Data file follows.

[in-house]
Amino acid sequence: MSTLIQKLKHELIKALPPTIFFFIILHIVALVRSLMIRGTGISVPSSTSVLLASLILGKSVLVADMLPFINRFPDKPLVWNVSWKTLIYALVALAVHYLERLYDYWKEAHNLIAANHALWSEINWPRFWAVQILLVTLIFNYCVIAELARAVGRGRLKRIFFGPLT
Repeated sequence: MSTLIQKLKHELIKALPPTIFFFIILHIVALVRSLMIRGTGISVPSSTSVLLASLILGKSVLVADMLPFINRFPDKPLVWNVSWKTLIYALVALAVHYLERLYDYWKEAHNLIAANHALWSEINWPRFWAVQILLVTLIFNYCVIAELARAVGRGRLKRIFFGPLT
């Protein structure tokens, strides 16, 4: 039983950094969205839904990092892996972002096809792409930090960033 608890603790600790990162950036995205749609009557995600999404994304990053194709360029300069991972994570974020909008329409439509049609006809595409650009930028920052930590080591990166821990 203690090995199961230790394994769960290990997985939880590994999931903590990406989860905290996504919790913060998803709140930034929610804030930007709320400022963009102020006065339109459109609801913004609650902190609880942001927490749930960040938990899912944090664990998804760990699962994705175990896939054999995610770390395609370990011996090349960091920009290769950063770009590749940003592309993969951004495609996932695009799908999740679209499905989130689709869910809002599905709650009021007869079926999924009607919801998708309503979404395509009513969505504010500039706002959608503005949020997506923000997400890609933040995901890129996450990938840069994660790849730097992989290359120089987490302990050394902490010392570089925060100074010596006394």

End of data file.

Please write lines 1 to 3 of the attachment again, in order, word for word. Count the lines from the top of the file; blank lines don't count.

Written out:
[in-house]
Amino acid sequence: MSTLIQKLKHELIKALPPTIFFFIILHIVALVRSLMIRGTGISVPSSTSVLLASLILGKSVLVADMLPFINRFPDKPLVWNVSWKTLIYALVALAVHYLERLYDYWKEAHNLIAANHALWSEINWPRFWAVQILLVTLIFNYCVIAELARAVGRGRLKRIFFGPLT
Repeated sequence: MSTLIQKLKHELIKALPPTIFFFIILHIVALVRSLMIRGTGISVPSSTSVLLASLILGKSVLVADMLPFINRFPDKPLVWNVSWKTLIYALVALAVHYLERLYDYWKEAHNLIAANHALWSEINWPRFWAVQILLVTLIFNYCVIAELARAVGRGRLKRIFFGPLT